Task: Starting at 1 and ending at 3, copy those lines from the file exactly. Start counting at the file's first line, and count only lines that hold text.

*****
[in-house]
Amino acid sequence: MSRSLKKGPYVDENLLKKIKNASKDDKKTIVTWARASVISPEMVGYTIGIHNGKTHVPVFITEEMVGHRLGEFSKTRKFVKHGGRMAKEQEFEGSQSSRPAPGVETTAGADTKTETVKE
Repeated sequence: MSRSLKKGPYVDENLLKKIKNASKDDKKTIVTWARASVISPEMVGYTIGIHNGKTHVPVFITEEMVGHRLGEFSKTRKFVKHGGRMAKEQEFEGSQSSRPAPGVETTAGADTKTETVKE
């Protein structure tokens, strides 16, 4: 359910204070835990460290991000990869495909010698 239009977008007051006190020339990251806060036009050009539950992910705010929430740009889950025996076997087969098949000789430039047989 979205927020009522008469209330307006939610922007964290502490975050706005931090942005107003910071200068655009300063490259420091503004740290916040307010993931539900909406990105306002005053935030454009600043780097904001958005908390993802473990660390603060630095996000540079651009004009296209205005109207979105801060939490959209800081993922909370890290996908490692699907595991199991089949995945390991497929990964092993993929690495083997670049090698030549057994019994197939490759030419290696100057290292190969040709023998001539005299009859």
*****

[in-house]
Amino acid sequence: MSRSLKKGPYVDENLLKKIKNASKDDKKTIVTWARASVISPEMVGYTIGIHNGKTHVPVFITEEMVGHRLGEFSKTRKFVKHGGRMAKEQEFEGSQSSRPAPGVETTAGADTKTETVKE
Repeated sequence: MSRSLKKGPYVDENLLKKIKNASKDDKKTIVTWARASVISPEMVGYTIGIHNGKTHVPVFITEEMVGHRLGEFSKTRKFVKHGGRMAKEQEFEGSQSSRPAPGVETTAGADTKTETVKE